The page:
Despite the steady sales of growth of graphic novels and book-format comics, many book retailers remain ignorant of the category, mistakenly treating it as a single genre, or are confused about where to shelve the books. Indeed, many retailers continue to believe erroneously that comics are either primarily about superheroes or are intended only for children.
Looking to address the problem, a group of publishers led by Chris Oliveros, publisher of Drawn & Quarterly, a Toronto-based graphic novel publisher, have sent an open letter to Ed Ramsey, head of the BISAC committee of the Book Industry Study Group, asking the group to establish a Graphic Novel subject heading with appropriate sub-headings that will "accurately reflect the diversity of the comics medium." BISAC categories assist retailers in categorizing and shelving books and, according Oliveros, Bowker and Barnes & Noble are pushing for BISAC codes to become an industry standard.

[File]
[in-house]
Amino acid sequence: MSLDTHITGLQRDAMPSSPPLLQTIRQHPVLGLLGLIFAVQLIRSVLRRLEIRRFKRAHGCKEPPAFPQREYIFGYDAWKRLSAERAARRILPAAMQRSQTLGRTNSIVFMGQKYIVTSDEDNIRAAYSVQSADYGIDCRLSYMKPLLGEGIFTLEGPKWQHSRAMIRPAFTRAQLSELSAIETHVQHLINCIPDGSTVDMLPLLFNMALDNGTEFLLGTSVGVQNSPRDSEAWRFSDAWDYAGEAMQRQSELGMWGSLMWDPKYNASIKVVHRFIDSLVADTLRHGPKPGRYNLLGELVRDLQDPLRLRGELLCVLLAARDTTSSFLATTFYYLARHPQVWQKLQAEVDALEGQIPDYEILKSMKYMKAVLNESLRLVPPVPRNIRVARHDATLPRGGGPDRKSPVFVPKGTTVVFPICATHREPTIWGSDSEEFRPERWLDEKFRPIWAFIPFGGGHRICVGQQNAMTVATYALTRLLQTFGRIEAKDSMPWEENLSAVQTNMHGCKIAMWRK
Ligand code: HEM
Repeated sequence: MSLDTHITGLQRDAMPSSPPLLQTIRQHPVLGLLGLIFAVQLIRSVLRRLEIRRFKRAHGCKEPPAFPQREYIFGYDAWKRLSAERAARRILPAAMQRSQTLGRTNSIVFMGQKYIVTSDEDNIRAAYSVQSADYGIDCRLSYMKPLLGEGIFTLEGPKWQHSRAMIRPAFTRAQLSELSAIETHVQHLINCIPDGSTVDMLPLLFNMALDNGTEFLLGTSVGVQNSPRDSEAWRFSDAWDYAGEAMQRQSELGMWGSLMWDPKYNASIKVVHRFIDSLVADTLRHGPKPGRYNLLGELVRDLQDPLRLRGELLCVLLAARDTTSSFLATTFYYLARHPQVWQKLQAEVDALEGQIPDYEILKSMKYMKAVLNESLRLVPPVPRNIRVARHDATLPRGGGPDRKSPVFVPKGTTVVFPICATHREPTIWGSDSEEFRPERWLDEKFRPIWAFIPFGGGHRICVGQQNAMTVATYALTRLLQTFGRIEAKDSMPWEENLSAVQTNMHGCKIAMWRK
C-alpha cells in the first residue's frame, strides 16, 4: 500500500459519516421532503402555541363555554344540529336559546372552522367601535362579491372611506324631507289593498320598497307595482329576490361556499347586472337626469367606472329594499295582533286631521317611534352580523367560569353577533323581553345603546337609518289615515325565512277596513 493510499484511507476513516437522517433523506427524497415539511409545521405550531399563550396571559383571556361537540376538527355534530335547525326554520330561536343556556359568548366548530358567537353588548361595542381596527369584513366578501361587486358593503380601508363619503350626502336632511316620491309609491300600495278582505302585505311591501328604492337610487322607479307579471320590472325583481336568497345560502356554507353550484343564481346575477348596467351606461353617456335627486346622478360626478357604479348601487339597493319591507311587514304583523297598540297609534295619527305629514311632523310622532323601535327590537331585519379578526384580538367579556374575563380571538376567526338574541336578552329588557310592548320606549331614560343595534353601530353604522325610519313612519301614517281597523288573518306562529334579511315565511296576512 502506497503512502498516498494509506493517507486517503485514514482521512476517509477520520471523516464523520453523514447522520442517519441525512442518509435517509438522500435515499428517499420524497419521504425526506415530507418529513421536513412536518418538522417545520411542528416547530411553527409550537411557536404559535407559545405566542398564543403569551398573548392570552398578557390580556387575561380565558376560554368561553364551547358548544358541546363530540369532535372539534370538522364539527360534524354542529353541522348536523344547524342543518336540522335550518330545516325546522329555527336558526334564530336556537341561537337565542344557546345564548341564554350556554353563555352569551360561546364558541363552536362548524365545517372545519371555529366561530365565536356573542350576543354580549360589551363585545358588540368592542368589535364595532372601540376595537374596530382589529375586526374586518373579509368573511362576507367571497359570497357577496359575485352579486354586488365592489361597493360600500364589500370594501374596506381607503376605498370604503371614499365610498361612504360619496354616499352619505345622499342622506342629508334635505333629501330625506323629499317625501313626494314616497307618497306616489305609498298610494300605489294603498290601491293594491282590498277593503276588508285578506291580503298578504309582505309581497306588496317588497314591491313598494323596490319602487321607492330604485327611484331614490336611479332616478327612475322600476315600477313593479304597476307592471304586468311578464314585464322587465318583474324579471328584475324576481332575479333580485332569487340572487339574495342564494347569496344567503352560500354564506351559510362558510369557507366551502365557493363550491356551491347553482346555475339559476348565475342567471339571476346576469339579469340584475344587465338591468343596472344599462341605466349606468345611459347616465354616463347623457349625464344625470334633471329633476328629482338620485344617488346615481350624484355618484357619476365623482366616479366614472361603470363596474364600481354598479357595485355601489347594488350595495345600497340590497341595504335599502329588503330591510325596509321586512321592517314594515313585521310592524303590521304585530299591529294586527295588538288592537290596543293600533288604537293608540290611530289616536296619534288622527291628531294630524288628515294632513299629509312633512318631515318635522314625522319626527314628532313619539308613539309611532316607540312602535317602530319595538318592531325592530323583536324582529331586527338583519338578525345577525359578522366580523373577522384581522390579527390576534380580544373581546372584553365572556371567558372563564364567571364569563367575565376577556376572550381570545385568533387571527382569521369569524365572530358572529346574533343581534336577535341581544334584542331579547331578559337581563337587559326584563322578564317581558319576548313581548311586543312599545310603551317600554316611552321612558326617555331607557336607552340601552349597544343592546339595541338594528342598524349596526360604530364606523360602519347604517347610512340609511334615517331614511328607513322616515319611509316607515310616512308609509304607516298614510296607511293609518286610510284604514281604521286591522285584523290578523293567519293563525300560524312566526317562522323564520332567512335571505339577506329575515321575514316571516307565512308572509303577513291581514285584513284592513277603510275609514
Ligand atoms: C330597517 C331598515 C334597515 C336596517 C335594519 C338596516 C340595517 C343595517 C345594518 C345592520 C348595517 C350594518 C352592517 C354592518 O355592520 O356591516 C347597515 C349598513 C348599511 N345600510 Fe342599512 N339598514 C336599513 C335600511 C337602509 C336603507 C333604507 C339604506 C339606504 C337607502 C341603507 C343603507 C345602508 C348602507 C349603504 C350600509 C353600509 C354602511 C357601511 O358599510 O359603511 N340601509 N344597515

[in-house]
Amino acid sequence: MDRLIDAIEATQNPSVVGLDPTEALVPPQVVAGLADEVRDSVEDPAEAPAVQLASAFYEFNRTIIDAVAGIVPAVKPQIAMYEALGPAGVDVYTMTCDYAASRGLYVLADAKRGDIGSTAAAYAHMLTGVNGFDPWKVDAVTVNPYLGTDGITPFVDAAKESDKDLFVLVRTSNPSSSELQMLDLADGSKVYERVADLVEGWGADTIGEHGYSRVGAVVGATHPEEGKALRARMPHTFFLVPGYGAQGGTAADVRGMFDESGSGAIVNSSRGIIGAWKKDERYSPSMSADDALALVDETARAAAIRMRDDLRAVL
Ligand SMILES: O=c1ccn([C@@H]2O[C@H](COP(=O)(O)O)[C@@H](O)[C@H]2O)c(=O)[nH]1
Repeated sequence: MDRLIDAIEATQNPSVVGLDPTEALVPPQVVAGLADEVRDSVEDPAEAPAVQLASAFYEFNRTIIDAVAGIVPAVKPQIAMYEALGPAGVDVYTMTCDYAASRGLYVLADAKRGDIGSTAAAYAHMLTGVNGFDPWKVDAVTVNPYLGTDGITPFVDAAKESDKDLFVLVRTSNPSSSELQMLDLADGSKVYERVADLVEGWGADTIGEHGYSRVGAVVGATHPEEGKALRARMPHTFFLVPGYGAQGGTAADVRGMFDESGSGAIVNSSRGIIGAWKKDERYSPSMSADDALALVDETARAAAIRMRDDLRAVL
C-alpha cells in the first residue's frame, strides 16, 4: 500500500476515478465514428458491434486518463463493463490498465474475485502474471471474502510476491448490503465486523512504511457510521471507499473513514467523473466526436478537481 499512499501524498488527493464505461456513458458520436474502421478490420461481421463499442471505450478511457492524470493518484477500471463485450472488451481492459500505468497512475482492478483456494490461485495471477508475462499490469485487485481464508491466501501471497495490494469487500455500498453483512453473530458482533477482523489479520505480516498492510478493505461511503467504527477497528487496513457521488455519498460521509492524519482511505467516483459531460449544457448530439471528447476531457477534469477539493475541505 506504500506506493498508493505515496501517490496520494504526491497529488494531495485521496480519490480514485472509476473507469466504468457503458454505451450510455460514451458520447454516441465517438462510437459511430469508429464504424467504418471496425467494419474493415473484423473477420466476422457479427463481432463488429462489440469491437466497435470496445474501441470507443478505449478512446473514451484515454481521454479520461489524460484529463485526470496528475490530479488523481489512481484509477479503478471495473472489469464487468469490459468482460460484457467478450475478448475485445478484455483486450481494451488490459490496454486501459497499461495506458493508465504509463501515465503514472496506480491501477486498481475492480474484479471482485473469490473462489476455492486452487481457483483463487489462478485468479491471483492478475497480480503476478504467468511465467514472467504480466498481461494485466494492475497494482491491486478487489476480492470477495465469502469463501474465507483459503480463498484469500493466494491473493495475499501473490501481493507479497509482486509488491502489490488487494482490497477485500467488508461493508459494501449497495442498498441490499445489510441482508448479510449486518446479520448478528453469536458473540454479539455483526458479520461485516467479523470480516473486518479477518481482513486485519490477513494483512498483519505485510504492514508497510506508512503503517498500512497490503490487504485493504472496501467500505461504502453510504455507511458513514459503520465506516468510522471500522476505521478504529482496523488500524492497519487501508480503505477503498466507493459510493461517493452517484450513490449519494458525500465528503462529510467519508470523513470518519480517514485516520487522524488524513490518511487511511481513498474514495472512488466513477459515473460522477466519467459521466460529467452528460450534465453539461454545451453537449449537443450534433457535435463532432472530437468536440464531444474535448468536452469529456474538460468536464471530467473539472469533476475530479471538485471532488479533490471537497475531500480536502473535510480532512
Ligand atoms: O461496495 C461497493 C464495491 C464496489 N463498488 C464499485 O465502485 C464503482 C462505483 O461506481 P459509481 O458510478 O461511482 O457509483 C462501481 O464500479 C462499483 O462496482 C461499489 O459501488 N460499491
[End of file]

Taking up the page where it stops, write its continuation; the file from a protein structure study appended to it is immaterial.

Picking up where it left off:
The publishers calling for the new subject heading include Pantheon, W.W. Norton, Fantagraphics, Dark Horse Comics, Top Shelf and D&Q's new distributor, Chronicle Books. Oliveros told PW that the current BISAC categories simply are inadequate.
Oliveros is also out to help retailers who need guidance on selling book format comics. He's published a small pamphlet called "Selling Graphic Novels in the Book Trade," handsomely illustrated by D&Q artist Jan Van Der Veken.
The booklet is written by three booksellers who have had great success selling book-format comics and graphic novels. The retailers are Carson Hall of Virgin Megastores in New York, Paul Constant of Seattle's Elliot Bay Book Co. and Jaz Williams at the Borders Bookstore in Bloomington, Minn.